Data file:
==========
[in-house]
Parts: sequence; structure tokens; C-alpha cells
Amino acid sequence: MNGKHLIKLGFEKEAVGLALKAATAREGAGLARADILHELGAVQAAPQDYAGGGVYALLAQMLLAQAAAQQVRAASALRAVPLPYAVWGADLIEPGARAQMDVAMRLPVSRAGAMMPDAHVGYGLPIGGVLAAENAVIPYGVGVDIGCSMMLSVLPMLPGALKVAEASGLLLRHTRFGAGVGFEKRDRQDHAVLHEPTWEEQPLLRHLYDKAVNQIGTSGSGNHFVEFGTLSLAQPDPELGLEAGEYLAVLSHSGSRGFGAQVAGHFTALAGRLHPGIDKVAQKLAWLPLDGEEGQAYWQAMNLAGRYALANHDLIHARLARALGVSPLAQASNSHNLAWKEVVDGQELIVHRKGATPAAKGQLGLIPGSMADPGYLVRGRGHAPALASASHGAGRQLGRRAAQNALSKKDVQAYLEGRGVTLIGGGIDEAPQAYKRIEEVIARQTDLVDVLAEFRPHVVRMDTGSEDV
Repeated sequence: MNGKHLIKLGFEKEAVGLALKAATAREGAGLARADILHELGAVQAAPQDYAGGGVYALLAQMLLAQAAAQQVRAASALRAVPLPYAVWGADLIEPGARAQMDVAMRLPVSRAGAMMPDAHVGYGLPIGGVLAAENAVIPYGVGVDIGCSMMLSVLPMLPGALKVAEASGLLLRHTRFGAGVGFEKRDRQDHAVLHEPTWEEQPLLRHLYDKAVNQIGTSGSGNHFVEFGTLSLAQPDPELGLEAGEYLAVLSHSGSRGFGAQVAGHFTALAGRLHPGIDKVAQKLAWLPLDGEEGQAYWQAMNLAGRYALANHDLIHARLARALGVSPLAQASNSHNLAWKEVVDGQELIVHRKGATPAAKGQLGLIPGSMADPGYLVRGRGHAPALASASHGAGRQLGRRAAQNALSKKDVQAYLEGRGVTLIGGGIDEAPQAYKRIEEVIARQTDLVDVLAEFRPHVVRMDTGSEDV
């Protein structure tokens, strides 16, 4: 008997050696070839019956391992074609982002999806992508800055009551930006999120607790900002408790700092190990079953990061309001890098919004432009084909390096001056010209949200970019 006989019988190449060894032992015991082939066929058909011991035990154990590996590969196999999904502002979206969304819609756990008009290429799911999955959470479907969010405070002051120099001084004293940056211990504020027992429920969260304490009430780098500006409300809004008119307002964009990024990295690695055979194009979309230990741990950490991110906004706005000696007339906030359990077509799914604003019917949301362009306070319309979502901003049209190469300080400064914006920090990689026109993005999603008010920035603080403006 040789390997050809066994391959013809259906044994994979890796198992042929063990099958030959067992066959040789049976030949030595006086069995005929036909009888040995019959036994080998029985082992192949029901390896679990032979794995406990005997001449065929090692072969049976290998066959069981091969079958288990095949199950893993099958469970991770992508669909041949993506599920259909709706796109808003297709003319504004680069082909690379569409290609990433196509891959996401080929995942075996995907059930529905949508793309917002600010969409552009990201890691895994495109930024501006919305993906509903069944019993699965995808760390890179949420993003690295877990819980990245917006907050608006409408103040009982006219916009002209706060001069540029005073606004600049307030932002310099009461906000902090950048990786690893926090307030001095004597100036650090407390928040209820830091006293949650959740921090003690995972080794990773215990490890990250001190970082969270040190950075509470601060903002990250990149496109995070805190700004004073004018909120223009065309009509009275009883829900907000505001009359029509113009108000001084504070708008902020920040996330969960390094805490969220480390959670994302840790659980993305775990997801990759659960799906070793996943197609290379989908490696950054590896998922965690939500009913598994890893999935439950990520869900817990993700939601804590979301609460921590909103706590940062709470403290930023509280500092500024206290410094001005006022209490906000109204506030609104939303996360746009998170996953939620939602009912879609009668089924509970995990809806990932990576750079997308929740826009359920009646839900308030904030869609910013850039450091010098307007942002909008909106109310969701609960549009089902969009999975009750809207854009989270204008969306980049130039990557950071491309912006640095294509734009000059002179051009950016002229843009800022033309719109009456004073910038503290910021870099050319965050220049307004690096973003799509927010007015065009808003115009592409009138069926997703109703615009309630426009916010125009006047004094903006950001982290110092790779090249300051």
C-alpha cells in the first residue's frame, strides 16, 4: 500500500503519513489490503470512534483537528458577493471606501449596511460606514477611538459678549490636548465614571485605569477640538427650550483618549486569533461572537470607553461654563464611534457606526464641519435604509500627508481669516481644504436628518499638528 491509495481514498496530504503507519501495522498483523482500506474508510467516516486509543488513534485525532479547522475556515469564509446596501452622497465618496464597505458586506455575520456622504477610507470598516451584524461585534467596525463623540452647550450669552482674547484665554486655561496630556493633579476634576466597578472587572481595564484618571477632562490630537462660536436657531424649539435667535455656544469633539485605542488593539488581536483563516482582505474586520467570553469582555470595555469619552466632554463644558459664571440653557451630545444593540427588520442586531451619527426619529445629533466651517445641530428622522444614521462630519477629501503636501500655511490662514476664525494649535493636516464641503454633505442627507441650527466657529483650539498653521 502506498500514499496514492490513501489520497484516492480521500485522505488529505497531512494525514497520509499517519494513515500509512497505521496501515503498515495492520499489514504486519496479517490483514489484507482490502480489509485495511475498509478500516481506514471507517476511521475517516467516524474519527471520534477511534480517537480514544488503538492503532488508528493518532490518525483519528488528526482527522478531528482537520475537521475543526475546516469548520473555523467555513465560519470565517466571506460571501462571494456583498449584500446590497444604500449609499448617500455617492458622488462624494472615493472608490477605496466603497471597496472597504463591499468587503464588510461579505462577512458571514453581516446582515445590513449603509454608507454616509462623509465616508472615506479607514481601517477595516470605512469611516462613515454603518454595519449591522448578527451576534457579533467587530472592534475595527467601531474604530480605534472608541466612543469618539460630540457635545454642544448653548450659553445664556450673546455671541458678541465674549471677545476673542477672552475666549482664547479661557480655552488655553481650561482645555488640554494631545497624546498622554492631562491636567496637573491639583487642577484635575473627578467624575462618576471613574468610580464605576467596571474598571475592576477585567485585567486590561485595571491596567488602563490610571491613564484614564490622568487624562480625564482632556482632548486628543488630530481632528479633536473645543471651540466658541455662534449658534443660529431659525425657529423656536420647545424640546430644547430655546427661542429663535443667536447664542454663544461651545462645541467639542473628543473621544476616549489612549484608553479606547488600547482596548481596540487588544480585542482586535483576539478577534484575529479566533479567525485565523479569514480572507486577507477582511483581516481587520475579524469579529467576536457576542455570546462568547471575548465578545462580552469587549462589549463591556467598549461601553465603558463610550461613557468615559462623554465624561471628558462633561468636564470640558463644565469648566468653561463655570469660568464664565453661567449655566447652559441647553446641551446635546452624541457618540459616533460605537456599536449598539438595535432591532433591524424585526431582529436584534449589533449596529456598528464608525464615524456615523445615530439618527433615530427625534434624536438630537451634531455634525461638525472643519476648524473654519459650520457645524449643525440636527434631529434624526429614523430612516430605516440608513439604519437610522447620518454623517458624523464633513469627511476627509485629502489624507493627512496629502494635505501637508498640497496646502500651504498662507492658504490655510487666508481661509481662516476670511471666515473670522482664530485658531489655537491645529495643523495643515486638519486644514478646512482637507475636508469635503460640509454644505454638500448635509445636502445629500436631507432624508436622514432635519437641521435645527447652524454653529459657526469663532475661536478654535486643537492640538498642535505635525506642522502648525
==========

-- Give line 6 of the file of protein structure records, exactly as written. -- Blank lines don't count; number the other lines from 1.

C-alpha cells in the first residue's frame, strides 16, 4: 500500500503519513489490503470512534483537528458577493471606501449596511460606514477611538459678549490636548465614571485605569477640538427650550483618549486569533461572537470607553461654563464611534457606526464641519435604509500627508481669516481644504436628518499638528 491509495481514498496530504503507519501495522498483523482500506474508510467516516486509543488513534485525532479547522475556515469564509446596501452622497465618496464597505458586506455575520456622504477610507470598516451584524461585534467596525463623540452647550450669552482674547484665554486655561496630556493633579476634576466597578472587572481595564484618571477632562490630537462660536436657531424649539435667535455656544469633539485605542488593539488581536483563516482582505474586520467570553469582555470595555469619552466632554463644558459664571440653557451630545444593540427588520442586531451619527426619529445629533466651517445641530428622522444614521462630519477629501503636501500655511490662514476664525494649535493636516464641503454633505442627507441650527466657529483650539498653521 502506498500514499496514492490513501489520497484516492480521500485522505488529505497531512494525514497520509499517519494513515500509512497505521496501515503498515495492520499489514504486519496479517490483514489484507482490502480489509485495511475498509478500516481506514471507517476511521475517516467516524474519527471520534477511534480517537480514544488503538492503532488508528493518532490518525483519528488528526482527522478531528482537520475537521475543526475546516469548520473555523467555513465560519470565517466571506460571501462571494456583498449584500446590497444604500449609499448617500455617492458622488462624494472615493472608490477605496466603497471597496472597504463591499468587503464588510461579505462577512458571514453581516446582515445590513449603509454608507454616509462623509465616508472615506479607514481601517477595516470605512469611516462613515454603518454595519449591522448578527451576534457579533467587530472592534475595527467601531474604530480605534472608541466612543469618539460630540457635545454642544448653548450659553445664556450673546455671541458678541465674549471677545476673542477672552475666549482664547479661557480655552488655553481650561482645555488640554494631545497624546498622554492631562491636567496637573491639583487642577484635575473627578467624575462618576471613574468610580464605576467596571474598571475592576477585567485585567486590561485595571491596567488602563490610571491613564484614564490622568487624562480625564482632556482632548486628543488630530481632528479633536473645543471651540466658541455662534449658534443660529431659525425657529423656536420647545424640546430644547430655546427661542429663535443667536447664542454663544461651545462645541467639542473628543473621544476616549489612549484608553479606547488600547482596548481596540487588544480585542482586535483576539478577534484575529479566533479567525485565523479569514480572507486577507477582511483581516481587520475579524469579529467576536457576542455570546462568547471575548465578545462580552469587549462589549463591556467598549461601553465603558463610550461613557468615559462623554465624561471628558462633561468636564470640558463644565469648566468653561463655570469660568464664565453661567449655566447652559441647553446641551446635546452624541457618540459616533460605537456599536449598539438595535432591532433591524424585526431582529436584534449589533449596529456598528464608525464615524456615523445615530439618527433615530427625534434624536438630537451634531455634525461638525472643519476648524473654519459650520457645524449643525440636527434631529434624526429614523430612516430605516440608513439604519437610522447620518454623517458624523464633513469627511476627509485629502489624507493627512496629502494635505501637508498640497496646502500651504498662507492658504490655510487666508481661509481662516476670511471666515473670522482664530485658531489655537491645529495643523495643515486638519486644514478646512482637507475636508469635503460640509454644505454638500448635509445636502445629500436631507432624508436622514432635519437641521435645527447652524454653529459657526469663532475661536478654535486643537492640538498642535505635525506642522502648525